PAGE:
From Toronto With Luggage

The freedom of saying goodbye to luggage and hello to recylced air, mini hamburgers, and a country wrapped in midnight 18/7

How many pairs of jeans can you survive with? How about sweaters jumpers: how many are too many? Do you really need to bring shampoo? You also have to consider shoes, coats, hats, books, laptops, phones, cables, office supplies, rain gear, medication, kitsch and whatnot … The simple truth is, no matter what you want to bring with you, it will likely end up being too much.

Prepare to make some tough choices. Don’t worry, these choices will get easier as time grows short. Prescription meds? Best bring those. Heirloom kettle in the shape of a puma? That can stay. In the first hour or so, every choice will meet with deliberation and careful consideration. Even the puma will find its value weighed fairly. By the time you’ve whittled things down, weighed your luggage, and whittled some more, it is easier to justify leaving things out than adding them in. In the end you’ll be left with a finely-honed suitcase, an epitome of efficiency and planning.

Yeah, ok, so you found space for some board games, a few Doctor Who knick-knacks … and maybe a PS4 … but you’re not an animal!

At the end of the day, you will regret some of your choices. There will be things you wish you’d brought, things you thought you had, and others that you have no idea why you still own.

Watching our luggage (of which we had more than 2 people could handle) trundle off down the airport conveyor was one of the most surreal experiences I’ve had. We both audibly sighed with relief knowing that it was out of our hands. Now we were simply left with what we could carry, plus the obligatory neck pillow.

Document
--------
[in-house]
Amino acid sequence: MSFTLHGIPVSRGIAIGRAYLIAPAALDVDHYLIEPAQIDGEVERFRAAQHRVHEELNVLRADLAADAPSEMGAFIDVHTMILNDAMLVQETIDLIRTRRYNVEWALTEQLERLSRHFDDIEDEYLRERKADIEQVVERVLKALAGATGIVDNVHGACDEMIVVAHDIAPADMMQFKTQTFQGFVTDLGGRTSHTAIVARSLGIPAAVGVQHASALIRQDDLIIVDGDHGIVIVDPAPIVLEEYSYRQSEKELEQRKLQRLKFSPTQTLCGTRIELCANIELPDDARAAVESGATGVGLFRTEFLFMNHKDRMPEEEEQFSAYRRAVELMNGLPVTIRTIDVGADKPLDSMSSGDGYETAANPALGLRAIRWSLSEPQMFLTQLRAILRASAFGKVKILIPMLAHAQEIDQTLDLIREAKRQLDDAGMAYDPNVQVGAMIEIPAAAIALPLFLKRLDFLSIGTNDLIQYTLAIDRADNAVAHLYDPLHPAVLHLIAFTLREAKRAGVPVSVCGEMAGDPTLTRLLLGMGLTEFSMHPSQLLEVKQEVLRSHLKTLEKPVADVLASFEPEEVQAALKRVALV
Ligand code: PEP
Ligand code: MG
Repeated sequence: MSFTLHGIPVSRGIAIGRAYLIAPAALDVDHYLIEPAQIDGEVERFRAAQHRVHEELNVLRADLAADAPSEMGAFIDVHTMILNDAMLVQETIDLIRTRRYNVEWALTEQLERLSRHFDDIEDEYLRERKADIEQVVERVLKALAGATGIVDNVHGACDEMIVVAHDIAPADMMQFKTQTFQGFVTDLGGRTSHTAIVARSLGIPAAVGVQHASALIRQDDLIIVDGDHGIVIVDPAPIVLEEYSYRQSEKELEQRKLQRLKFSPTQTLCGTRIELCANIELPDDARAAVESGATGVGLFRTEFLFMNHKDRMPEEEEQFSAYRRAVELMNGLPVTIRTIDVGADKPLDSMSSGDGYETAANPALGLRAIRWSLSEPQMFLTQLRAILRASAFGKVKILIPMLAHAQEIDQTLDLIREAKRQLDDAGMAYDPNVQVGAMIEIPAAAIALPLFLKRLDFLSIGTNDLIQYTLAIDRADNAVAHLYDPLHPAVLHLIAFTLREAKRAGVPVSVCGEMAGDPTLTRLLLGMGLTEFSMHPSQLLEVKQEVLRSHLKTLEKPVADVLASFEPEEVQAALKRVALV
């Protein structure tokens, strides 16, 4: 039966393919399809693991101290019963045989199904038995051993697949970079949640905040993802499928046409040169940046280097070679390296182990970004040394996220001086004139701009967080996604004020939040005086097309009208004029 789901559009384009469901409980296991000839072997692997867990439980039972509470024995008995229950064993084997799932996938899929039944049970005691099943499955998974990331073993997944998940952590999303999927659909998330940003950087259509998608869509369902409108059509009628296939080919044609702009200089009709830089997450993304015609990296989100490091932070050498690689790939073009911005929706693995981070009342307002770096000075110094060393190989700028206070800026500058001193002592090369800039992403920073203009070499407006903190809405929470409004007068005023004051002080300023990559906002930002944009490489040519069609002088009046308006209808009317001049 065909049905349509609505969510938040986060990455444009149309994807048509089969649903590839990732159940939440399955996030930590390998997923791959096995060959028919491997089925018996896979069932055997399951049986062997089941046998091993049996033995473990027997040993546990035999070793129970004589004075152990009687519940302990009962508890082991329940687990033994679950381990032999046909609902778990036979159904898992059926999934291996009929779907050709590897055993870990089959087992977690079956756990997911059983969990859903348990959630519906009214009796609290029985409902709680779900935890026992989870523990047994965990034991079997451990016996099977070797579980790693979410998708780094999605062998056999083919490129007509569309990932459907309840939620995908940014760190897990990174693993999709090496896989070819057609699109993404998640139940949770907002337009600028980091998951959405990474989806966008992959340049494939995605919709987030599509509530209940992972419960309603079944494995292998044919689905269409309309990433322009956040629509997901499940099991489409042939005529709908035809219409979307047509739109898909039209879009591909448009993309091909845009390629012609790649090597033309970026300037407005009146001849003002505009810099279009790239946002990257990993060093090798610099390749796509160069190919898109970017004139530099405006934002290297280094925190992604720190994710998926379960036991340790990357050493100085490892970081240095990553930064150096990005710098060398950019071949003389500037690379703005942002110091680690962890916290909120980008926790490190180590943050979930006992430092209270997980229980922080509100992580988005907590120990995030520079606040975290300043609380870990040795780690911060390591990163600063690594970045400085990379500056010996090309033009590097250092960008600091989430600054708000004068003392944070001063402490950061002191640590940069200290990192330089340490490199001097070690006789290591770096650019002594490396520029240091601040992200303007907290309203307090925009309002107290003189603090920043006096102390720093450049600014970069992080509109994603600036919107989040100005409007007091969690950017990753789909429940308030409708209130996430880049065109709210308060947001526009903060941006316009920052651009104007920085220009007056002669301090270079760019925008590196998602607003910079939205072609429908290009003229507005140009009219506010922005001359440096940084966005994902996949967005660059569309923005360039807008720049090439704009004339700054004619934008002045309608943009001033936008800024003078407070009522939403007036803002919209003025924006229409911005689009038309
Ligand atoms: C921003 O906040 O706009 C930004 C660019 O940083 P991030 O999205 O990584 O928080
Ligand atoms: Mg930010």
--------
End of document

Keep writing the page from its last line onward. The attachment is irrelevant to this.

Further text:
It’s also an interesting feeling to be sitting in an international terminal, in your home country, without a return ticket. Reality starts becoming very real, very fast. That’s not to say that it feels stressful. At this point we were still riding a peculiar high of elation and excitement. For Em, it would be her first real visit to the UK. For me, it would be my first flight over the Atlantic and first time on a new continent; officially the furthest I’d ever been from home.

I didn’t care that we were flying at night and would likely see little beyond stars and a whole lot of nothing. We were still exhausted, sore and stiff, and looking ahead to 10 hours in a fuselage before our destination. Yet, this was exciting! Not to mention that we’d be flying via Iceland.

Iceland had been on my ‘must see’ list since I’d picked it for a geography assignment in grade 6. I’ve always found the country to be fascinating, always wanted to visit, but never thought I’d find the opportunity. Our stopover was limited to a couple of hours in the early morning, but that didn’t matter.

On the plane, I was ‘that guy’: The Tourist. Wearing my CBC shirt (purchased from Pearson Airport) I snapped pictures of everything. I’d love to know what the IcelandAir staff thought. They were extremely nice, so I’m sure their take was nothing more than, ‘at least he’s not airsick.’

Other than half of every announcement being in Icelandic, and the location of the stopover, nothing much was very different from any other flight I’ve taken. Iceland, of course, desperately wants you to stay with them for a few days, in which time you’ll spend those precious tourist dollars. As such, everything on the flight has a decidedly tourism-centric bent. Every visual cue is meant to entice visitors. The air safety video? Set in the wilds of Iceland, featuring a happy, attractive, outdoorsy couple enjoying the landscape in a variety of ways which parallel safety procedures. All food is proudly Icelandic. Even the chocolate bars arrive wrapped in beautiful – and collectible! – images of Iceland. Suitably enticed, we ordered a platter of these: